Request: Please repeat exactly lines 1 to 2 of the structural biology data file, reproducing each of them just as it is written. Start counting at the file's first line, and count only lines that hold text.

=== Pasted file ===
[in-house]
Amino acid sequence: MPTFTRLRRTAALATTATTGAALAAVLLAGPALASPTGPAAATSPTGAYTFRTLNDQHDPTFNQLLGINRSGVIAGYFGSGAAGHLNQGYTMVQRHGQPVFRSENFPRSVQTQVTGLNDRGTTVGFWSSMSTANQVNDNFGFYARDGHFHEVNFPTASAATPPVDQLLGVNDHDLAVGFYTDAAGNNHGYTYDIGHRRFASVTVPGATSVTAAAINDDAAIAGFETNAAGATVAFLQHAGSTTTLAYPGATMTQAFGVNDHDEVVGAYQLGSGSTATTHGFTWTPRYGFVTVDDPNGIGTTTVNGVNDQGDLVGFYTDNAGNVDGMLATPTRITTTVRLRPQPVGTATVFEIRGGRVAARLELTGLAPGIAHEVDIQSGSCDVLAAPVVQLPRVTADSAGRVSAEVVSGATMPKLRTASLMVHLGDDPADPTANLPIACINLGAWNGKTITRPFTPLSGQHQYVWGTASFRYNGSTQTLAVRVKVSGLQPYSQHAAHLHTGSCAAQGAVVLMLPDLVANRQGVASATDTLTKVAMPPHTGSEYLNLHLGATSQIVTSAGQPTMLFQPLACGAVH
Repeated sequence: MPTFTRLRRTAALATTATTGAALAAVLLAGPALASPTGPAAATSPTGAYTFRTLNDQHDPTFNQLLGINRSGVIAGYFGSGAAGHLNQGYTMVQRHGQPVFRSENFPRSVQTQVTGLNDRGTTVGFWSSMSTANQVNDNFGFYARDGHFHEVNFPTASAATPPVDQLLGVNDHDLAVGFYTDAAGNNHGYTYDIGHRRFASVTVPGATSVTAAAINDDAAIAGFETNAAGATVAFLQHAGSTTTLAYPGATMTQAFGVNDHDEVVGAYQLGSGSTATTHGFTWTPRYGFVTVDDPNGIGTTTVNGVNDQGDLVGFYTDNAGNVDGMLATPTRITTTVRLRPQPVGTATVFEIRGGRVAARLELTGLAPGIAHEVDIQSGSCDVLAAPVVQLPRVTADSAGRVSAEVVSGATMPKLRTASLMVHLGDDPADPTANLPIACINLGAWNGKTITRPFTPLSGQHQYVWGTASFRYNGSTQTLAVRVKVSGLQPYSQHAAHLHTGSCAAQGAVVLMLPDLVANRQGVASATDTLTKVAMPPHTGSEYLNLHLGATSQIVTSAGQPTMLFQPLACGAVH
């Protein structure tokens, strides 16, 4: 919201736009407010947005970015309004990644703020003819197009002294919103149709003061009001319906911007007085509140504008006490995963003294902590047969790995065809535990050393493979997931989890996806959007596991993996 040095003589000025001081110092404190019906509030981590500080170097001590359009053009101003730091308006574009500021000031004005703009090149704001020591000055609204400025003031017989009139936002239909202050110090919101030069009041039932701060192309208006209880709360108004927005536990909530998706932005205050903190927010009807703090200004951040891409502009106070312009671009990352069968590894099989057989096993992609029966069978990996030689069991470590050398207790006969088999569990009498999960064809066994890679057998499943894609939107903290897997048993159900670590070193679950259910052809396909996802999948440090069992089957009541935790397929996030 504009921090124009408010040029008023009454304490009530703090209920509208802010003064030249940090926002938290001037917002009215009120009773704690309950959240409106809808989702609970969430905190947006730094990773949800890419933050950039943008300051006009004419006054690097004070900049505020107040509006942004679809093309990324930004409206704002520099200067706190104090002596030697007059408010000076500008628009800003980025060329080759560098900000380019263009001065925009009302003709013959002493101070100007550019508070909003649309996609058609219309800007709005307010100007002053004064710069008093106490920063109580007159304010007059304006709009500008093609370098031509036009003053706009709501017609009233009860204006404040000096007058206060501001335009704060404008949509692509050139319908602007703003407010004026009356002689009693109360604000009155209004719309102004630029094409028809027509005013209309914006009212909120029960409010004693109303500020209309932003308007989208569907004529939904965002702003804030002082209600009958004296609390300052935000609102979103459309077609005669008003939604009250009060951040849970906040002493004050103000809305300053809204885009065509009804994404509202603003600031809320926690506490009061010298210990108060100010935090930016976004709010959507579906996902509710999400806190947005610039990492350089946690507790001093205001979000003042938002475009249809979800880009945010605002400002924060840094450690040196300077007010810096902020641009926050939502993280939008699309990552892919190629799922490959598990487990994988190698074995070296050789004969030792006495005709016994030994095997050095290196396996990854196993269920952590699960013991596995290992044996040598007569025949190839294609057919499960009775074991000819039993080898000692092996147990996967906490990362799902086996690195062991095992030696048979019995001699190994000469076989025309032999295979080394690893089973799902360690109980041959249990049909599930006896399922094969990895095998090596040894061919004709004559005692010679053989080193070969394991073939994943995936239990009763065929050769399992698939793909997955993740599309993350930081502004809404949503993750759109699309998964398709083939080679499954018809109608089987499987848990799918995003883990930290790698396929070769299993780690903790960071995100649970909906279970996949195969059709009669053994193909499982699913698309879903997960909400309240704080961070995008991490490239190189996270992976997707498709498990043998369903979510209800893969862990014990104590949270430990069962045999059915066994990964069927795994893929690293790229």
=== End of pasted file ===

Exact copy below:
[in-house]
Amino acid sequence: MPTFTRLRRTAALATTATTGAALAAVLLAGPALASPTGPAAATSPTGAYTFRTLNDQHDPTFNQLLGINRSGVIAGYFGSGAAGHLNQGYTMVQRHGQPVFRSENFPRSVQTQVTGLNDRGTTVGFWSSMSTANQVNDNFGFYARDGHFHEVNFPTASAATPPVDQLLGVNDHDLAVGFYTDAAGNNHGYTYDIGHRRFASVTVPGATSVTAAAINDDAAIAGFETNAAGATVAFLQHAGSTTTLAYPGATMTQAFGVNDHDEVVGAYQLGSGSTATTHGFTWTPRYGFVTVDDPNGIGTTTVNGVNDQGDLVGFYTDNAGNVDGMLATPTRITTTVRLRPQPVGTATVFEIRGGRVAARLELTGLAPGIAHEVDIQSGSCDVLAAPVVQLPRVTADSAGRVSAEVVSGATMPKLRTASLMVHLGDDPADPTANLPIACINLGAWNGKTITRPFTPLSGQHQYVWGTASFRYNGSTQTLAVRVKVSGLQPYSQHAAHLHTGSCAAQGAVVLMLPDLVANRQGVASATDTLTKVAMPPHTGSEYLNLHLGATSQIVTSAGQPTMLFQPLACGAVH